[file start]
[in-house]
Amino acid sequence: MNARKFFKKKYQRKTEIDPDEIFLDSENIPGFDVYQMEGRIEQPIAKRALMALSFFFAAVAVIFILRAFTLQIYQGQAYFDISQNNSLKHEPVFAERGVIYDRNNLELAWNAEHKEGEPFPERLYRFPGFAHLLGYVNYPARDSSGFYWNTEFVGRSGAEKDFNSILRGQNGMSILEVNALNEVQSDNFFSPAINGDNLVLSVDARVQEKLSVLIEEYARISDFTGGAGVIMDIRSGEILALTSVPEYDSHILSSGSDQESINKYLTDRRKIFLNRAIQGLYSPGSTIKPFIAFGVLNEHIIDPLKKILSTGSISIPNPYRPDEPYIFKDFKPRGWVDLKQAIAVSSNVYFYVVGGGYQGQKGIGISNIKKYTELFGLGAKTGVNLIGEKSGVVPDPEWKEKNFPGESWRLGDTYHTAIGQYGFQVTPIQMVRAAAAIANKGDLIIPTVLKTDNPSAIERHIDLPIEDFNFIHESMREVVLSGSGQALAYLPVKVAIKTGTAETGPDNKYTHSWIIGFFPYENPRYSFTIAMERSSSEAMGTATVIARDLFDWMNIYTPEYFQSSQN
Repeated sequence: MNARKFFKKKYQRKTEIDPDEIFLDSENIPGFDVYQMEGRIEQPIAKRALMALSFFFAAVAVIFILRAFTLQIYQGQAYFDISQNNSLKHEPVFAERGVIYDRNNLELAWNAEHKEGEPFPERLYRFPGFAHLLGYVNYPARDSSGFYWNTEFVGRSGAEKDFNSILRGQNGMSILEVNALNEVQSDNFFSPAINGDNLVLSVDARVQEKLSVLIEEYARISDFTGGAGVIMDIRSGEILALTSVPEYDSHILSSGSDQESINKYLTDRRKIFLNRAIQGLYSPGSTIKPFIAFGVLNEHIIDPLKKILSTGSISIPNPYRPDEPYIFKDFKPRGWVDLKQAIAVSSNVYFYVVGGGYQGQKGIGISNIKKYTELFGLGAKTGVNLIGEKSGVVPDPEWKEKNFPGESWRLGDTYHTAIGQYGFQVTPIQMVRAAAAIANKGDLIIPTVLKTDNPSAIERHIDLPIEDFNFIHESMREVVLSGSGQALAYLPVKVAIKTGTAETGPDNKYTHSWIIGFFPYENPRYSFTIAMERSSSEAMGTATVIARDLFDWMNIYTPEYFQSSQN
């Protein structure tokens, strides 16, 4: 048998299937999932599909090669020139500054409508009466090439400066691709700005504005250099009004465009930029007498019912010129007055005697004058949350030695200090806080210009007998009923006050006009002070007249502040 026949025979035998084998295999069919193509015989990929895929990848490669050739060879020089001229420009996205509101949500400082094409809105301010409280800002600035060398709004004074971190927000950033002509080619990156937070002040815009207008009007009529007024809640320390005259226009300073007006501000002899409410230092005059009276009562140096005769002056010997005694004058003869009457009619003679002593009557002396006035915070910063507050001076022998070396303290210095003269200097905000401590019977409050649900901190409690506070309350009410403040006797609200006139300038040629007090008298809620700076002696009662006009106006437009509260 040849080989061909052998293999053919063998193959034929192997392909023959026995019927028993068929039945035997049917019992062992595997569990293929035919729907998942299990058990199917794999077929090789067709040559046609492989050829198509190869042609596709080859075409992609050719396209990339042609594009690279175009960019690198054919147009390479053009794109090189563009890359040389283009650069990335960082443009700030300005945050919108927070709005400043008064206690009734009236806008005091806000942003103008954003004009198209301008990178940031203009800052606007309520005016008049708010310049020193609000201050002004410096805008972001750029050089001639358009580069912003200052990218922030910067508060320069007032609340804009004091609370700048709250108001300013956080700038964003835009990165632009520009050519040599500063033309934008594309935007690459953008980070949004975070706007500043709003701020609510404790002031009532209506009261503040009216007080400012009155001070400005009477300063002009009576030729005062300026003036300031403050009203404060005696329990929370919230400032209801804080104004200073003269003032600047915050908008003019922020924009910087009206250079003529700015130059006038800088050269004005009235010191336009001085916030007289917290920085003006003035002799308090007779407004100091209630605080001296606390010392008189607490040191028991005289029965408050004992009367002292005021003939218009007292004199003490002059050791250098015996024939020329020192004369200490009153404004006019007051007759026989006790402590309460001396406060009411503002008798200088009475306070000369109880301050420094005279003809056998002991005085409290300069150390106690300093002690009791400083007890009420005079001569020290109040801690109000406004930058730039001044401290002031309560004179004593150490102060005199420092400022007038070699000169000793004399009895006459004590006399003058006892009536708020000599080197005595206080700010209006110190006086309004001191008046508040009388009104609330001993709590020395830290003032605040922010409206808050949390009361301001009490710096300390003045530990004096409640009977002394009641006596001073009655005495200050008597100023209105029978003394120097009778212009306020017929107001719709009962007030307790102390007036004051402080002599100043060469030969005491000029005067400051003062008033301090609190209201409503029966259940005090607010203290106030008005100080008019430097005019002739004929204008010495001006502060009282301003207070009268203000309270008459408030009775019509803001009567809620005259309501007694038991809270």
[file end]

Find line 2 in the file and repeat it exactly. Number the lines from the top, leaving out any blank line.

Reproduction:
Amino acid sequence: MNARKFFKKKYQRKTEIDPDEIFLDSENIPGFDVYQMEGRIEQPIAKRALMALSFFFAAVAVIFILRAFTLQIYQGQAYFDISQNNSLKHEPVFAERGVIYDRNNLELAWNAEHKEGEPFPERLYRFPGFAHLLGYVNYPARDSSGFYWNTEFVGRSGAEKDFNSILRGQNGMSILEVNALNEVQSDNFFSPAINGDNLVLSVDARVQEKLSVLIEEYARISDFTGGAGVIMDIRSGEILALTSVPEYDSHILSSGSDQESINKYLTDRRKIFLNRAIQGLYSPGSTIKPFIAFGVLNEHIIDPLKKILSTGSISIPNPYRPDEPYIFKDFKPRGWVDLKQAIAVSSNVYFYVVGGGYQGQKGIGISNIKKYTELFGLGAKTGVNLIGEKSGVVPDPEWKEKNFPGESWRLGDTYHTAIGQYGFQVTPIQMVRAAAAIANKGDLIIPTVLKTDNPSAIERHIDLPIEDFNFIHESMREVVLSGSGQALAYLPVKVAIKTGTAETGPDNKYTHSWIIGFFPYENPRYSFTIAMERSSSEAMGTATVIARDLFDWMNIYTPEYFQSSQN